When the child is drawn to a particular material or conceptual understanding, it is then that personal experience begins to happen. This is when the internal drive to master a mathematics skill, or a profound interest in an ancient culture inspires further investigation. At this stage the child is engaged actively in the pursuit of knowledge and confirming for themself the truths that they have been exposed to. At this point in a child's educational experience, she may not be able to yet express her understanding of a culture or why she knows that 49 divided by 7 is 7....That is okay.... she is gaining the experience to work out the abstract understanding for herself.. This is something that is much more valuable than knowing the answer by rote or by getting the correct answer "because Mercy told me this is how you do it."

The third year for the lower elementary child is a year of confident pursuit of passion. The many skills that have been worked on over the previous two years are solidifying in a way that supports the uninhibited exploration of every interest and curiosity that each child holds. The foundation has been laid and there is no where to build but up and out and every direction they want to go in... there is no limit! They are in a culmination of expanding their knowledge, and know that it can be based on their own experience.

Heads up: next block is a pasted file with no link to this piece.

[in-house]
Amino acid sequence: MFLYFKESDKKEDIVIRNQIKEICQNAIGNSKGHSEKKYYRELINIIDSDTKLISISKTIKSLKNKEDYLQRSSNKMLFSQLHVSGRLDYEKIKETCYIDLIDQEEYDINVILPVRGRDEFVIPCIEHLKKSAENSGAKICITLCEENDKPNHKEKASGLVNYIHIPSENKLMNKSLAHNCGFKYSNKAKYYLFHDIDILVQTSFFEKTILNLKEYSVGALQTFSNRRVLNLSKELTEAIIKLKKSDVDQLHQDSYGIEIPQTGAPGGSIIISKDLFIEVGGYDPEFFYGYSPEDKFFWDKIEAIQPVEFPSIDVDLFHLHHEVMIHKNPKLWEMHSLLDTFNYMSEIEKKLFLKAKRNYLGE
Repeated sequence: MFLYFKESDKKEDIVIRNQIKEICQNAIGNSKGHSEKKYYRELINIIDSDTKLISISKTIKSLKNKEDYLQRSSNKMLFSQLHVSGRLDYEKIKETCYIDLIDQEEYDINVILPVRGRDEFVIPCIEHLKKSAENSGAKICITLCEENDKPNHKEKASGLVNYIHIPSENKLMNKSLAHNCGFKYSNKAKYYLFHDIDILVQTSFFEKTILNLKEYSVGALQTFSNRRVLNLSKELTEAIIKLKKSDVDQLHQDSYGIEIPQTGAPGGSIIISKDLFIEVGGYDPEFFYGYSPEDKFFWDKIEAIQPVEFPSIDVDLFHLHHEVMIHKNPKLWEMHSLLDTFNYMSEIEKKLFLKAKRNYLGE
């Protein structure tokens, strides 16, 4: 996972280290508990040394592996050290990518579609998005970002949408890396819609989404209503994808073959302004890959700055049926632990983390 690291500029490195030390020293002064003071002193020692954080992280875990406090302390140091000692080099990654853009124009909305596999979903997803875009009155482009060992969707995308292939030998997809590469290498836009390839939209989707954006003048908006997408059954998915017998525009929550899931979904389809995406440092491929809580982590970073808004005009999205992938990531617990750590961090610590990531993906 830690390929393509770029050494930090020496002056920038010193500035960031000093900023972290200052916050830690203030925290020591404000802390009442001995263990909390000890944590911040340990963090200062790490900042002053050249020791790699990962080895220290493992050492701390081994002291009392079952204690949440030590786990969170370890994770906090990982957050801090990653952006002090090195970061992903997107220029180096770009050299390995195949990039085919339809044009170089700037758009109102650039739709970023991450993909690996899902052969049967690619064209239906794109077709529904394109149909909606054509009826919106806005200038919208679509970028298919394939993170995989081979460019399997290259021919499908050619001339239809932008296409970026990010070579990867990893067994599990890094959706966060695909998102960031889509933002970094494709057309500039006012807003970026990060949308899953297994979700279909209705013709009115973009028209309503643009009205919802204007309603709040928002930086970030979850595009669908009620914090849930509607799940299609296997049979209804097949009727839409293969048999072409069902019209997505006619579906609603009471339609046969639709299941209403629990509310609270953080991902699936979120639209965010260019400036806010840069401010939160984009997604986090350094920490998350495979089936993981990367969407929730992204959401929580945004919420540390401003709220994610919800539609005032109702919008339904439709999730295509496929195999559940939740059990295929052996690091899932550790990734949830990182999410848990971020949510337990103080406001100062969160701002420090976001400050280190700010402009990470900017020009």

The Second 3 Year Cycle (ages 9-12)

The upper elementary 3-year cycle is about the process of integrating of the knowledge and experience that the expansiveness of the first three years have provided. The 4th year child often goes through a crisis of conscious in which they are unsure of what they know, and so they yet again go through the cycle of exposure, experience and expression. They observe and participate in presentations that they have already had with a new lens of understanding and begin to confirm what they already know. This boost in confidence prepares them for new material and for developing their abstract understanding of concepts that they have worked with at a concrete level for several years.